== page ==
Basic History of the Automobile in the U.S.

This 7 minute video contains some great old footage of early carriages and wagons.

It discusses the development over time of “horse-less carriages”.

Technology has made the world smaller, 1946

This film explores the beginnings of transportation and communication across the oceans and lands.

It explains some of the key technologies, including steam power, gasoline engines, telephones, and the newest one, television that “brings all parts if the earth as close together as out living room.”

Although it is a bit cheesy, it could generate some great discussion on the experiences students have everyday of faraway places. Brainstorm what products are located in the classroom that are a result of the technologies listed in the film.

As an extension, ask students to add another five minutes to the film in order to include some of the newer technologies that did not exist in the 1940s. Group students and have them write the narrative for the announcer as well as choosing the images and technologies that best depict the global village called earth.

President Truman on the Marshall Plan

After World War II, the U.S. was left with the responsibility of taking care of the battered nations across Europe.

George C. Marshall came up with a plan to revitalize the economies and help stabilize the region.

We have an earlier post which includes a transcript of Marshall’s speech as well as questions and answers for students.

Today’s posting includes Truman convincing Congress to approve the plan.

Check out our new World History Modern Era: 1945-1970, as well as the U.S. History Cold War Era: Truman to Kennedy PowerPoints for further exploration of this topic.

The Shot Heard Round the World

Here is another classic SchoolHouse Rock cartoon, this time on the American Revolution.

Fun to show students, they are great conversation starters.

It is also fun to assign students to design their own take on this topic, what information might they add or take away from the video?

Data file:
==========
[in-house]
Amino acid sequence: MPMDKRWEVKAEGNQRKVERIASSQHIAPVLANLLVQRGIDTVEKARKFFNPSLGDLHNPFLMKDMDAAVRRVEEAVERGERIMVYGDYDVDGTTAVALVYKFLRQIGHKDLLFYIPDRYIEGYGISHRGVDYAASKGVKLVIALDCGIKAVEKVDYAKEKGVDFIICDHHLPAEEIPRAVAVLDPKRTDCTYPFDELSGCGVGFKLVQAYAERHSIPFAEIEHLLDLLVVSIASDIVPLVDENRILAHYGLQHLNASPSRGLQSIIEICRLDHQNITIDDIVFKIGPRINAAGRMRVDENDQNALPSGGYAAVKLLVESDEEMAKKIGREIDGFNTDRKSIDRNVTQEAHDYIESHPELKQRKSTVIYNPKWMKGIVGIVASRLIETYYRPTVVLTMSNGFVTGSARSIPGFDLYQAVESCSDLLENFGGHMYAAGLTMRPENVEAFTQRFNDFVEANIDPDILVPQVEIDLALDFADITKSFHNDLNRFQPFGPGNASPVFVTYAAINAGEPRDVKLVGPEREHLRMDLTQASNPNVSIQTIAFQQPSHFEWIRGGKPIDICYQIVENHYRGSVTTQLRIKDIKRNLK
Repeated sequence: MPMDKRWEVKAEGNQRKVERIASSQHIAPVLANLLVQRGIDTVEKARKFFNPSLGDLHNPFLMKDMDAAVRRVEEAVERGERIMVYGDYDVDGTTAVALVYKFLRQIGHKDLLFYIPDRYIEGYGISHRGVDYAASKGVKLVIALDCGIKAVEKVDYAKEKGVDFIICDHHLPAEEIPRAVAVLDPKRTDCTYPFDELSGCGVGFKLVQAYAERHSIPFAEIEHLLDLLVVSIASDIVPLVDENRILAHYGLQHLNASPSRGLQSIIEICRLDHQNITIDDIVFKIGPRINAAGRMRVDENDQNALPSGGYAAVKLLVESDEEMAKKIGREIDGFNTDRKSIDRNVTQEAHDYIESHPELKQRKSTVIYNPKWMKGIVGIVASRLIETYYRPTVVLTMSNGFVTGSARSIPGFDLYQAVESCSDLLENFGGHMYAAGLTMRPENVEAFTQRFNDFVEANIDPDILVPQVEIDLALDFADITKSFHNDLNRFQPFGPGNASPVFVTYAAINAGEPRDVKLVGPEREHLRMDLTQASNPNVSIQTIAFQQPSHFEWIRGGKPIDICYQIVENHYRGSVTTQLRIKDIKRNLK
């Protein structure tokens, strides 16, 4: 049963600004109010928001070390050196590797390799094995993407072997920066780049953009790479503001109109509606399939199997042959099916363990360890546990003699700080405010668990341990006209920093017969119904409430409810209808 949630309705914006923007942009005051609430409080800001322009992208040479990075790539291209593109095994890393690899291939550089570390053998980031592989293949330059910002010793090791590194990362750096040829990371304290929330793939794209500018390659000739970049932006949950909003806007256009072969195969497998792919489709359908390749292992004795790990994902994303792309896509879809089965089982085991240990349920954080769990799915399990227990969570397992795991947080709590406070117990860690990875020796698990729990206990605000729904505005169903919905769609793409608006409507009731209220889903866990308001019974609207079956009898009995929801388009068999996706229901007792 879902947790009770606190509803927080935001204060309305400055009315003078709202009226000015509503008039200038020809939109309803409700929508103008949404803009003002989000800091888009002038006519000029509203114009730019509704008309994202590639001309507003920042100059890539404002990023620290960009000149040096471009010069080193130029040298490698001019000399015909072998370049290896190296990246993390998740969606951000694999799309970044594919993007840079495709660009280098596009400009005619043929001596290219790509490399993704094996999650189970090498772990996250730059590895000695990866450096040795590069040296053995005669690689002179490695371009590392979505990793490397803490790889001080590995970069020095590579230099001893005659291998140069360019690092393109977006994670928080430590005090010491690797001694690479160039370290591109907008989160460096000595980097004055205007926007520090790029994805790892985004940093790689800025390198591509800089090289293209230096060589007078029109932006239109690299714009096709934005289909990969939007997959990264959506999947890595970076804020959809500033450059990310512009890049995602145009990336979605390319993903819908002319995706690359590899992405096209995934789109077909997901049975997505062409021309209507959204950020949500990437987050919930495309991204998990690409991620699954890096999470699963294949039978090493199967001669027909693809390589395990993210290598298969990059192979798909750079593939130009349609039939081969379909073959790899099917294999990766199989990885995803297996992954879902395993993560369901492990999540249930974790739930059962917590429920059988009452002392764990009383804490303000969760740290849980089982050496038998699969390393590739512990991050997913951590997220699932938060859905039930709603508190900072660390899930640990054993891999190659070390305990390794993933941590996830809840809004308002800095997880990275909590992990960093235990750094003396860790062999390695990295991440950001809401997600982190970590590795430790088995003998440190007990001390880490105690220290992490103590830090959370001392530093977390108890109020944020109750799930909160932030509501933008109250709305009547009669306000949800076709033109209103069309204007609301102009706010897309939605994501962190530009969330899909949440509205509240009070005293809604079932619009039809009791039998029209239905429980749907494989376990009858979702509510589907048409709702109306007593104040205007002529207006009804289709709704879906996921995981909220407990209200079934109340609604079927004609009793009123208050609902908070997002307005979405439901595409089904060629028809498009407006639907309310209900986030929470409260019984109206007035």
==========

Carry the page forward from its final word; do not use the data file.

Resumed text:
Check out our Colonial Era and American Revolutionary War PowerPoints for more in depth explorations of this time period.

U.S. Map Quiz

US labelled map

Map skills are so important, yet tend to be a weakness for many students.

Start off the school year with maps, and tack them onto exams all year long.

Here is a blank outline map of the U.S. as well as a numbered map for a quiz and an answer key.


What is money?

Money is explained by this 1947 Coronet film.

It explains the progression of our economic system, beginning with bartering by early humans. Because of specialization, bartering is no longer appropriate and money has emerged. First there were spearheads and other unreliable forms of wealth, which eventually led to the use of silver and gold coins. The mint system is shown as it is explained that the government is the backbone to the value of our money.

Although it shows its age, as a 1940s film, it would spark some interesting discussions on money in any Social Studies class.

1965 Alabama Literacy Test

literacy test herblockIntimidation was rampant throughout the south the first half of the 20th century to prevent voting by “undesirables”, ie African Americans, Latinos, and poor whites.

Because local governments controlled voting requirements, it varied by locale as well as by the whims of the registrars.

Some discriminatory methods included poll taxes, grandfather clauses, voucher system, and literacy tests.

In Alabama there were many versions of a literacy test which ranged in difficulty. We have included a copy of an impossibly hard exam given in Alabama in 1965.

We have included the questions and answers.

This would be good for an introductory lesson, even for the first day of school, to show in part why learning history and government is so important.

Check out our Civil Right Movement PowerPoint.